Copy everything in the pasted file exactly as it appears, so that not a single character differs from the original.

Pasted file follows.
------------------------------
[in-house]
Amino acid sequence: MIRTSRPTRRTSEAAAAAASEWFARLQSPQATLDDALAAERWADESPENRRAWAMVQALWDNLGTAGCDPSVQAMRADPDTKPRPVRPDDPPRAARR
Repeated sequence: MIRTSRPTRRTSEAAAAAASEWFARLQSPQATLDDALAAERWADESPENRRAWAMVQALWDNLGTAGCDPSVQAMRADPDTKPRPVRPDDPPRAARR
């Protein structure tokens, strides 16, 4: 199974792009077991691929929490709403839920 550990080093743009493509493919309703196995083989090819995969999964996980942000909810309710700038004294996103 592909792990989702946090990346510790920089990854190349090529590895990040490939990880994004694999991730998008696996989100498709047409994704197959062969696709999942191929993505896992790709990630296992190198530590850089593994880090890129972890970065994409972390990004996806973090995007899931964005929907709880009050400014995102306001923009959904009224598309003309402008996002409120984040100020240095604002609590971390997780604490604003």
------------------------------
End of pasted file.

[in-house]
Amino acid sequence: MIRTSRPTRRTSEAAAAAASEWFARLQSPQATLDDALAAERWADESPENRRAWAMVQALWDNLGTAGCDPSVQAMRADPDTKPRPVRPDDPPRAARR
Repeated sequence: MIRTSRPTRRTSEAAAAAASEWFARLQSPQATLDDALAAERWADESPENRRAWAMVQALWDNLGTAGCDPSVQAMRADPDTKPRPVRPDDPPRAARR
């Protein structure tokens, strides 16, 4: 199974792009077991691929929490709403839920 550990080093743009493509493919309703196995083989090819995969999964996980942000909810309710700038004294996103 592909792990989702946090990346510790920089990854190349090529590895990040490939990880994004694999991730998008696996989100498709047409994704197959062969696709999942191929993505896992790709990630296992190198530590850089593994880090890129972890970065994409972390990004996806973090995007899931964005929907709880009050400014995102306001923009959904009224598309003309402008996002409120984040100020240095604002609590971390997780604490604003």